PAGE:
Last week Team Associated announced the upcoming release of the Qualifier Series ProRally 1/10-scale electric car. We’ve seen the chassis before on their ProLite short course truck, but the car has been fitted with some aggressive all-terrain tires, new bumpers and your choice of one of two very cool RockStar Energy Drink-themed rally bodies. But now the question remains, will this release finally cement the rally following and will classes develop at the track? The release of the A-Team ProRally now makes three ready-to-run rally cars, with Losi’s TEN-Rally-X and the Traxxas Rally the third. The Kyosho DRX and HPI WR8 Flux can catch the eye of rally enthusiasts too, but their dimensions vary from the “three.” Now, yes, there are even more rally car offerings out there from Tamiya and Rally Legends, but these are a scale 1/10-scale cars and do not share the same chassis footprint as the other three. Those three are short course-based cars with bulbous bodies to fit. All of the offerings show lots of potential and certainly garner interest, but to what level? Are they simply a fun car or should tracks start to consider how to work them into their off-road race programs?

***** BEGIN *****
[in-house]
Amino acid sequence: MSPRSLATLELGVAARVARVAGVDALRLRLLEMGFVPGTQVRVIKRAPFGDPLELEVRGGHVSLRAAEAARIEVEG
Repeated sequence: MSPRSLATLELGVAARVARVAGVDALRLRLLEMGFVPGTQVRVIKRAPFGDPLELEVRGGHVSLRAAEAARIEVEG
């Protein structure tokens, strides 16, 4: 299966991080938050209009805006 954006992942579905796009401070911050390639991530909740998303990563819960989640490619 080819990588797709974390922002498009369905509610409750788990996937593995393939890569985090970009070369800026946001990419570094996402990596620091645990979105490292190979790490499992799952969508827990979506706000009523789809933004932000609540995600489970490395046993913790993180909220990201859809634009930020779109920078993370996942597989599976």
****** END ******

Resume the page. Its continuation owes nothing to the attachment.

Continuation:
Starting with the ProRally, TEN Rally-X and Rally, I think it would be great if these vehicles were introduced into the racing world as more of a spec class. You remember the start of short course, right? We all ran Traxxas Slash’s stock out of the box, with a radio change being the only modification you could make. Remember the fun? That spec fun made the drivers with better skills shine rather than the equipment. Well spec SC seems to be near non-existent and that crowd has now moved on to stressing competition classes. Here is a chance to bring back a spec class of sorts and still allow people the choice of one of three cars. The ProRally and Rally both have 3500Kv motors and the TEN has a 3900Kv, so some sort of cap may be necessary to bring it back to a spec level. However, the more these cars can maintain a near stock outfit, the more drivers may be drawn to it to compete on a skill level rather than a battle of the budgets. These rally cars in their stock form should offer plenty of fun on the track. We actually ran lap times pitting a SC truck versus a Rally car a little while back and our lap times were a few tenths quicker with a Rally in comparison to a similarly equipped truck. The performance is there, the fun factor is there with the body styles, now it just takes drivers like you and me to get our buddies to run and track owners to listen and add the class to a race day. As for the more true-to-scale 1/10-scale machines, they have a place too. I’ve seen guys get together and run these in homemade backyard tracks and even on crude trails in the woods, simply timing runs with a stopwatch. I think these are more of a fun grassroots-class machine and should follow the unwritten RC laws of looking scale and driving in fun environments. Will Rally grab a hold of major interest in the RC community going forward? I’m guessing it probably won’t but, like many classes in this hobby, it will carve out its own niche and have its loyal followers. I do certainly hope it grabs a better foothold of interest because Rally really is a lot of fun to drive and more people should experience it. I know there will always be a rally ready to go in my stable for racing or for play.